PSYCHIATRIC GROUPS PUSH FDA TO MONITOR EFFECTS OF ANTIDEPRSSANT WARNING
The FDA's warnings last fall about links between antidepressant use and adolescent suicidal behavior may have spurred a "swift and steep" decline in the number of pediatric prescriptions for the treatments, according to psychiatric groups.
In a recent letter to the FDA, the American Psychiatric Association (APA) and the American Academy of Child and Adolescent Psychiatry (AACAP) urged the agency to monitor the potential adverse consequences of its regulatory action last October.
Prescribing of antidepressants to patients under age 18 has dropped nearly 20 percent, said the groups, citing a study in the current issue of Psychiatric News.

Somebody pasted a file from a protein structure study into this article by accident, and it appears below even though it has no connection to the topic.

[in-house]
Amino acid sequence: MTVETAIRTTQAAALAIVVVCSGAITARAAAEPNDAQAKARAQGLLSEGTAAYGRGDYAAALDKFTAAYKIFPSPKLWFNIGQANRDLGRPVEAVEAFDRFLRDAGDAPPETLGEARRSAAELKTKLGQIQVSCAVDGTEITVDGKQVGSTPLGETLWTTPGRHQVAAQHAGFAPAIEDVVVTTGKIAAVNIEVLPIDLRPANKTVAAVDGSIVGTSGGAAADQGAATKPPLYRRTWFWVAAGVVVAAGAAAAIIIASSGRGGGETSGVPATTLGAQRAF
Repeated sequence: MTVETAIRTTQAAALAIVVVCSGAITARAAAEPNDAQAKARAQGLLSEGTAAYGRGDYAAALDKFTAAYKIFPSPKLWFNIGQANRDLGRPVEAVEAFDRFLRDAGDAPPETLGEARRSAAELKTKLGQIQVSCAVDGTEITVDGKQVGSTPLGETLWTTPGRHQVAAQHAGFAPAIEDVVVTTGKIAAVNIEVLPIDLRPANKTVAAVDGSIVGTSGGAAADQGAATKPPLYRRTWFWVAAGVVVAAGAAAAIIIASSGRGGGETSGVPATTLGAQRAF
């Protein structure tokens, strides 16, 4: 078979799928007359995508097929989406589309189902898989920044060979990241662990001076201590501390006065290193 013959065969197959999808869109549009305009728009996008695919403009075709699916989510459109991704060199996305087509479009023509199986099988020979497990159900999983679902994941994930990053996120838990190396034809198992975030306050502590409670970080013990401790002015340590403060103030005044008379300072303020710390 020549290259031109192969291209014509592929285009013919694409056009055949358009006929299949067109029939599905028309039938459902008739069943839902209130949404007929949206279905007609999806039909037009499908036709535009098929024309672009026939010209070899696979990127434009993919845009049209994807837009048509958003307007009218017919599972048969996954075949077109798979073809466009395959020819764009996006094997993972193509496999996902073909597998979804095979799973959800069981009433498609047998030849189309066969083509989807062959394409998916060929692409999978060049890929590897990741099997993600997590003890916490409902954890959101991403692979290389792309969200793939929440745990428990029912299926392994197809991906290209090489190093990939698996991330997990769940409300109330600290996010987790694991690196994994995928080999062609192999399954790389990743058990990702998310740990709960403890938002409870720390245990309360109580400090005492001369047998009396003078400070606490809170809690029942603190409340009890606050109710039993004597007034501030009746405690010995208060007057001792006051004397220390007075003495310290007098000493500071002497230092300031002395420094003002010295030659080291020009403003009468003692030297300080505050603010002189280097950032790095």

This is not the first time the drop in prescriptions has been recognized. An analysis of the issue by Medco Health Solutions in early 2005 revealed the proportion of patients under age 18 taking antidepressants declined by roughly 16 percent during the fourth quarter of 2004, compared to the same period of 2003. That analysis also attributed the drop to the FDA's warning.
APA and AACAP have warned the public health consequences of the action are still unknown. The groups, along with the American Medical Association, have urged the FDA to establish a system to track the black box warning's impact on prescribing patterns, as well as track any increase in actions by patients to harm themselves as a result of reduced access to medically necessary treatment with antidepressants.